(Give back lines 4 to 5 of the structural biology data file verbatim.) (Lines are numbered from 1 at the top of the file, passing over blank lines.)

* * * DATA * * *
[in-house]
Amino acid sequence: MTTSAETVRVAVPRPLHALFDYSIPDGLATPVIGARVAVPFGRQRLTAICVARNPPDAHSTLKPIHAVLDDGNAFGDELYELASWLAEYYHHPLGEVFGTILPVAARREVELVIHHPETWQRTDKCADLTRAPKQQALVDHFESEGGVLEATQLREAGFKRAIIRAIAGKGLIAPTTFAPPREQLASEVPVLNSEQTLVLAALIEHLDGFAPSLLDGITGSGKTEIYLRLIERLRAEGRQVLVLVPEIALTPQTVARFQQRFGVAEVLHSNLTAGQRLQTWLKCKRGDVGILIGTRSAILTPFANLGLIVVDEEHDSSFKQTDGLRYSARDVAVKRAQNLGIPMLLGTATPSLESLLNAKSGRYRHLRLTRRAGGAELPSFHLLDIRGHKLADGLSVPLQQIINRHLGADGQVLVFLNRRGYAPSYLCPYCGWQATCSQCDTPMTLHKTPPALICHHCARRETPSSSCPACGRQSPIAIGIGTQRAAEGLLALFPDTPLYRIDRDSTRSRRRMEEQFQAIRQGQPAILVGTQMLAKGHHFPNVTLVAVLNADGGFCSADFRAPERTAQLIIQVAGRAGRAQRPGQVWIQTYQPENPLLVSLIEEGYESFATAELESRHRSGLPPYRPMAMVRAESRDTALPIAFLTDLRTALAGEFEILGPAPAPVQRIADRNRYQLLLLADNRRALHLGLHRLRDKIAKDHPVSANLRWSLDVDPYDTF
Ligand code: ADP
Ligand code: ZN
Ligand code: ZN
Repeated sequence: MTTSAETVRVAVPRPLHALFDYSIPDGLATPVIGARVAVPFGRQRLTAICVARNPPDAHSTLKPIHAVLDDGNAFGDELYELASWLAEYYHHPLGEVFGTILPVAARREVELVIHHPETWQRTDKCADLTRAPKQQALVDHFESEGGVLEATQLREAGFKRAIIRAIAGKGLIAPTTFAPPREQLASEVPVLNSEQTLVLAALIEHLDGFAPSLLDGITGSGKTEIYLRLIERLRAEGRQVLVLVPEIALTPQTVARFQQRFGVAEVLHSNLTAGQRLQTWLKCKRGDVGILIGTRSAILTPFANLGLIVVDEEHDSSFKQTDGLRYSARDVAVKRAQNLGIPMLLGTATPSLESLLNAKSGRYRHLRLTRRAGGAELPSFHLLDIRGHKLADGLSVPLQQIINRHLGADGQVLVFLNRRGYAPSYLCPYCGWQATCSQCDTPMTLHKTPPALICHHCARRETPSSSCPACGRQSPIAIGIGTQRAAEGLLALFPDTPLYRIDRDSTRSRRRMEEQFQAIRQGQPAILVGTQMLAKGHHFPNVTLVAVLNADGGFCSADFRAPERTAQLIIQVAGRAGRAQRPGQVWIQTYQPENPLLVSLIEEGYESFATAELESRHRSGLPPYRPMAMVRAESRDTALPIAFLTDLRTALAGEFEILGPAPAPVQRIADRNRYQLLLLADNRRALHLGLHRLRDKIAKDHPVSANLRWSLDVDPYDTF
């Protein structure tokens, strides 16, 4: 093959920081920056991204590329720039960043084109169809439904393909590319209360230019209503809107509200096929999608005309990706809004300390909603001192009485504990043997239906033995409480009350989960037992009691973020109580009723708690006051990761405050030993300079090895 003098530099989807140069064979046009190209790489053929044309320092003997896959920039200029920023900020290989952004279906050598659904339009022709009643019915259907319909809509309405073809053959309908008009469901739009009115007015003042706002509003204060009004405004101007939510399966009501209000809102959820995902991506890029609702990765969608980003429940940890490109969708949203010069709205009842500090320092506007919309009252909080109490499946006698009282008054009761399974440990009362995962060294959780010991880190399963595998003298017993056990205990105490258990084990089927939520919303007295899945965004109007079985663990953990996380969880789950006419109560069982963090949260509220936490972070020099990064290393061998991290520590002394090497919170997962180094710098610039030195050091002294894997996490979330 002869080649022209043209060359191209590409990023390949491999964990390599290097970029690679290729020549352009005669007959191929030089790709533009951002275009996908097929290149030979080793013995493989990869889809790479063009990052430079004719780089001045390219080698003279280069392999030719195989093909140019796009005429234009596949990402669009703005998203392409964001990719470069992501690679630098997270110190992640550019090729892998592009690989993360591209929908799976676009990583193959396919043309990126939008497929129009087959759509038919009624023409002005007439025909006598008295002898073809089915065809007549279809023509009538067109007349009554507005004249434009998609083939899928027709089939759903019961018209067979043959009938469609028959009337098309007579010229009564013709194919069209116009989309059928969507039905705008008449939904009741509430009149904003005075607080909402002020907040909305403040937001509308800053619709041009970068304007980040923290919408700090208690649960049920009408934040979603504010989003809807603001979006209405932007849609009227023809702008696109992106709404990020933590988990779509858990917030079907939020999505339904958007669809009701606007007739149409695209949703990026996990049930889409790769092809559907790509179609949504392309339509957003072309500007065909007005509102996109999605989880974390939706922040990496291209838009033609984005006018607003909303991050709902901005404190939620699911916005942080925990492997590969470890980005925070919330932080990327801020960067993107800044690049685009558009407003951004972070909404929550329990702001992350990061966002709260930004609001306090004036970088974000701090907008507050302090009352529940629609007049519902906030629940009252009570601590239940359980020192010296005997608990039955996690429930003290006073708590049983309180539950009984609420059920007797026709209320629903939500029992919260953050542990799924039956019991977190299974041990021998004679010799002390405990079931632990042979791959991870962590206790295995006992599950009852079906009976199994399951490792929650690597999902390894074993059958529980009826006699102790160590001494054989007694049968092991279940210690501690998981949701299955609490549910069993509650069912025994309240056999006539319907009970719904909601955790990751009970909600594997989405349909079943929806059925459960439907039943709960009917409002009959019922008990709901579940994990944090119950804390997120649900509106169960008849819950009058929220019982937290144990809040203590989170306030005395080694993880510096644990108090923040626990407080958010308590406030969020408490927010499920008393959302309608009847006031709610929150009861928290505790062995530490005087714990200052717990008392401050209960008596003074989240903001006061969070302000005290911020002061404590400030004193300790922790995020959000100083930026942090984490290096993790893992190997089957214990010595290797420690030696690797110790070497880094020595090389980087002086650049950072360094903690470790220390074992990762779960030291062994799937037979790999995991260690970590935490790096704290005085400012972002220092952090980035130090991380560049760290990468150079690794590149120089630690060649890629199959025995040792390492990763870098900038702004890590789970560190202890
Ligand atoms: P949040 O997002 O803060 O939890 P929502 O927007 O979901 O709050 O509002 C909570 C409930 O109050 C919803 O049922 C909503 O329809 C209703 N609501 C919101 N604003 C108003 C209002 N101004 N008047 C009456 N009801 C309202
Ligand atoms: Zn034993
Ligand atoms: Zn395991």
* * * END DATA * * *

Ligand code: ZN
Ligand code: ZN